A Christmas I remember took place in St. Barbe. I happened to be in St. Barbe as a sailor on the motor vessel Nonia.
My story starts in North Sydney, N.S. where I joined the Nonia as an oiler — a bit apprehensive, as this was my first stint as an oiler. Two days later she cleared port, her destination: Port aux Basques Newfoundland.
Laying over for a few days, we set sail for the Labrador, touching Newfoundland ports along the way. My thoughts were with my wife and two sons back in North Sydney — no Christmas home this year. The Nonia, leaving its wake behind, approached St. Anthony then sailed across the Strait of Belle Isle.
Laying over for a few days, we set sail for the Labrador, touching Newfoundland ports along the way. My thoughts were with my wife and two sons back in North Sydney — no Christmas home this year.
Newfoundland was in the grip of winter, mid-December 1970. With the bays frozen, the skipper at half-speed pushed the Nonia as far as she would go into the bay ice. Firmly entrenched, she was set upon by islanders on their motorized snowsleds, transporting mail and freight that was offloaded by the ship’s crew back to shore. This operation was repeated as we island-hopped to St. Barbe, where we would celebrate Christmas Day.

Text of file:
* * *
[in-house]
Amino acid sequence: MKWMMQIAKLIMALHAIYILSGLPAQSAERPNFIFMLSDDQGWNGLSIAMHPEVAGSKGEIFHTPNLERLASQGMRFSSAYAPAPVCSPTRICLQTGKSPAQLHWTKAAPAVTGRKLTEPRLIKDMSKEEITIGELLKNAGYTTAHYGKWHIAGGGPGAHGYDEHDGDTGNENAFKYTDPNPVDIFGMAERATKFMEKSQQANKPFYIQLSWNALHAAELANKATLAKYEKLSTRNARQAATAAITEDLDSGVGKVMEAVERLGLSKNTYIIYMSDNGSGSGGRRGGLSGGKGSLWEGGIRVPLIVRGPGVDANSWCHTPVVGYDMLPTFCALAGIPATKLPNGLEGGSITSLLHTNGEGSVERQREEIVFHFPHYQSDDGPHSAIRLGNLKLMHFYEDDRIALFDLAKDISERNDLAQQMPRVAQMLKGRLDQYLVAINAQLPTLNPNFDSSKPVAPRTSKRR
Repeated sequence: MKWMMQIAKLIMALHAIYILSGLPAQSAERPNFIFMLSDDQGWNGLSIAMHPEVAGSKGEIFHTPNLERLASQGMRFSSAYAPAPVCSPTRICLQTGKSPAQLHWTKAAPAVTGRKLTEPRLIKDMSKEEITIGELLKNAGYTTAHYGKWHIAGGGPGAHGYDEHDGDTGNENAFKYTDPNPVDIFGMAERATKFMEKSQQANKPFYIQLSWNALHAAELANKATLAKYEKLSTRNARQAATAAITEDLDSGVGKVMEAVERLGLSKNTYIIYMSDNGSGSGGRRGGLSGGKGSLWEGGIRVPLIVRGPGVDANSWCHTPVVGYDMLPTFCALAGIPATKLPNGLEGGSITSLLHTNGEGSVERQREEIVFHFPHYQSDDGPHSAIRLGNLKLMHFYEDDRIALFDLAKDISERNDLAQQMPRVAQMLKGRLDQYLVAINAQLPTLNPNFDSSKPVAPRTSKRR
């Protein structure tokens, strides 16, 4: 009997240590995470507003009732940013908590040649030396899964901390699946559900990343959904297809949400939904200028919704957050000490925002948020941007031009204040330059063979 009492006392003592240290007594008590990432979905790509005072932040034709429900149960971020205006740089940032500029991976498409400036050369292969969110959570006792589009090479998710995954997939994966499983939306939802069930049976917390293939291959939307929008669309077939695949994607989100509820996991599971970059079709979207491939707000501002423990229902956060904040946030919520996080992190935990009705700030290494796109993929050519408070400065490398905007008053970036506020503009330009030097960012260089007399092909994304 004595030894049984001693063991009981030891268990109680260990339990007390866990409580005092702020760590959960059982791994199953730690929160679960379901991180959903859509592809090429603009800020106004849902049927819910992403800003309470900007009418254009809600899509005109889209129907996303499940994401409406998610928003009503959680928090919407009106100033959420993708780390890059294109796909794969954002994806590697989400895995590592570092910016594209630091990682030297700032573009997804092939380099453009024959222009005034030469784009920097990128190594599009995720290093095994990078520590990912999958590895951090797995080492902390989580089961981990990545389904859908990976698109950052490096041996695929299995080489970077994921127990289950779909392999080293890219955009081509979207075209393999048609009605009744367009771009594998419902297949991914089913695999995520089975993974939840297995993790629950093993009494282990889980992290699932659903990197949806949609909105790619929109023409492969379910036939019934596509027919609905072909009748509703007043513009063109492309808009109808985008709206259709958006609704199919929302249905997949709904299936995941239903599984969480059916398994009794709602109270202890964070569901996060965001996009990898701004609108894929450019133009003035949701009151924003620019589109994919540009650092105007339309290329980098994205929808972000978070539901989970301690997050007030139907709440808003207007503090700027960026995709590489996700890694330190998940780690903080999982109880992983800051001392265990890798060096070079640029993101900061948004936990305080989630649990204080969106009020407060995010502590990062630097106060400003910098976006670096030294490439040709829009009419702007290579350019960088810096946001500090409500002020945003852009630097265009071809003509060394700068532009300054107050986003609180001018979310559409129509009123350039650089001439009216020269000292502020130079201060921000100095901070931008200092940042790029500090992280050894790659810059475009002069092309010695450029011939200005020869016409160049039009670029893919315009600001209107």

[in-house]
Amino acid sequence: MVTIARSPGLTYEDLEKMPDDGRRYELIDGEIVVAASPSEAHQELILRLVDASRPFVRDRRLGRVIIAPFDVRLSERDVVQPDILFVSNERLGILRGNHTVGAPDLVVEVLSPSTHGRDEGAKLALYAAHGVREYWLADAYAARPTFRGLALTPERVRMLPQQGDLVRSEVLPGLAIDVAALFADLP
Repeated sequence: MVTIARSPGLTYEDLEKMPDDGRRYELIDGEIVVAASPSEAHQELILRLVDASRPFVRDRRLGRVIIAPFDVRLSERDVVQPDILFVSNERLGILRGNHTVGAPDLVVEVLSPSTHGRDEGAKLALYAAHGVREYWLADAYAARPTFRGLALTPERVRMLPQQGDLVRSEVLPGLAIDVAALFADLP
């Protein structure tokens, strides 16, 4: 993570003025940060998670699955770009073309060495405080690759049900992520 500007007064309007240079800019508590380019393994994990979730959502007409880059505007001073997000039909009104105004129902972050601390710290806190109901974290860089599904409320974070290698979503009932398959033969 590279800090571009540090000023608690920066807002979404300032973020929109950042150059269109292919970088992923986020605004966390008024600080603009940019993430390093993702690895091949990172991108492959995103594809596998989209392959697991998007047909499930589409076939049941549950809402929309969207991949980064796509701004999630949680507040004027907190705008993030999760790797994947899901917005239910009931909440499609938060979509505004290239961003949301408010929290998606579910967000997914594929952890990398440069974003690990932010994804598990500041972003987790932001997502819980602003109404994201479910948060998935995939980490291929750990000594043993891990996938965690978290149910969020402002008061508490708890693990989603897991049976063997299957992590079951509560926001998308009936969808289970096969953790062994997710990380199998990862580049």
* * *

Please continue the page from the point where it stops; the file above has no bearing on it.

In those years throughout the CN Marine fleet, the custom was for the crew to share Christmas dinner in the officers’ mess. We dined on the same fare which occupied tables throughout Newfoundland and Labrador folk that Christmas Day of 1970. This memory still hangs in my mind as Christmas nears.
On that special day, I tip a mug to my shipmates of the MV Nonia, who were so far away from their families, but still felt at home.
North Sydney, N.S.